we are never "with" our partner as such--that is, we are with our fantasy. In this sense, by the way, we, as modern or post-modern sexed couples, are still very much part of the courtly love tradition
I'm not sure about this. How do you know that everyone is with their fantasy? I suspect this might be more true if the couple are strongly under the influence of romantic love, but I suspect it's less likely to be true if the lust or companionate love systems are predominating.
we either have the phallus (the subject position) or we are the phallus (being called to the object position).
But from what you said before, it could be argued that each person, in their own eyes, is the subject, because he or she objectifies the other.
I'd suggest, that there may be times when they both co-operate so that neither has more power. And there may also be times when it's clear that any power imbalance is temporary, so it's a game, a role, rather than real objectification.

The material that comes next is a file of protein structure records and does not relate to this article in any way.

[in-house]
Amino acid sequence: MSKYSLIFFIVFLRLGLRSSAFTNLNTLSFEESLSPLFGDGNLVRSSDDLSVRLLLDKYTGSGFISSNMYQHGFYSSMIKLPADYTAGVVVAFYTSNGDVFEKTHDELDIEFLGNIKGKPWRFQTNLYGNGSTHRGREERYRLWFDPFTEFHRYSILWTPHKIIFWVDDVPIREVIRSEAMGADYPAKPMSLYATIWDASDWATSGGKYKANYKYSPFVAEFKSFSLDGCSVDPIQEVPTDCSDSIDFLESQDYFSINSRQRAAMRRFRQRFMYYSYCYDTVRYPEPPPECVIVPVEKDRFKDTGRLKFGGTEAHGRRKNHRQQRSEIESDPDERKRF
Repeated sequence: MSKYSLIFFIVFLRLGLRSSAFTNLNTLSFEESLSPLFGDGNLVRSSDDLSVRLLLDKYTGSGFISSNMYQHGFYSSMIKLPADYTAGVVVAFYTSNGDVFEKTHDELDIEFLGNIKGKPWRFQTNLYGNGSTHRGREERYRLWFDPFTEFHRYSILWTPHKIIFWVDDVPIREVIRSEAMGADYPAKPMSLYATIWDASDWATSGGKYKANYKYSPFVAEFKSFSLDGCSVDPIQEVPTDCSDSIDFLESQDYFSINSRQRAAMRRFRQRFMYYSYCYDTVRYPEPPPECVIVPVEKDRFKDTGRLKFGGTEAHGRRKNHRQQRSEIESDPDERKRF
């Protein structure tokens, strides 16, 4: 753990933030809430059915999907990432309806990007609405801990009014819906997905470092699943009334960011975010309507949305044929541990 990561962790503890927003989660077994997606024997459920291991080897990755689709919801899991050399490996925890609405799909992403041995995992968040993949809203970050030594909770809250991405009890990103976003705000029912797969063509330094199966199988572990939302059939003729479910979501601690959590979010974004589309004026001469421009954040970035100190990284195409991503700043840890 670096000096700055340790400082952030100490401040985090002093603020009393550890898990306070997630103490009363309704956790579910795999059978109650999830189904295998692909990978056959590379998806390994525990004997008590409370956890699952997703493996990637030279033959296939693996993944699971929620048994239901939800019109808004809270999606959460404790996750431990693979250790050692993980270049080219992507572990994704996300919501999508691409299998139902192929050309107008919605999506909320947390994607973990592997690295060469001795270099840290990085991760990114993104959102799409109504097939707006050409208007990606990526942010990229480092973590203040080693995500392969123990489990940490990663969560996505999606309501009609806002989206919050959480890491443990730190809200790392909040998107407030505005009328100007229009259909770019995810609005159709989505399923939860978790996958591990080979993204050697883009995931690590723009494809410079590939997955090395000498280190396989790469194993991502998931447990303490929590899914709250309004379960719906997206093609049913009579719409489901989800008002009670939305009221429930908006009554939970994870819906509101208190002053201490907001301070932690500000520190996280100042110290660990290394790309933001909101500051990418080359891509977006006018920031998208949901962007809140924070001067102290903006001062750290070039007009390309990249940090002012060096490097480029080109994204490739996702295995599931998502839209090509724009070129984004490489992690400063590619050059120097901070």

Well, yes, we are clearly not talking about biology, but about desire and language (and to some extent at least, power, as you suggest). One might argue, for example, as you do in a different way, that what the boy does lack is what the girl has--and I would agree--that is why we get "the name of the father" perhaps and why the girl is then barred from that name.ReplyDelete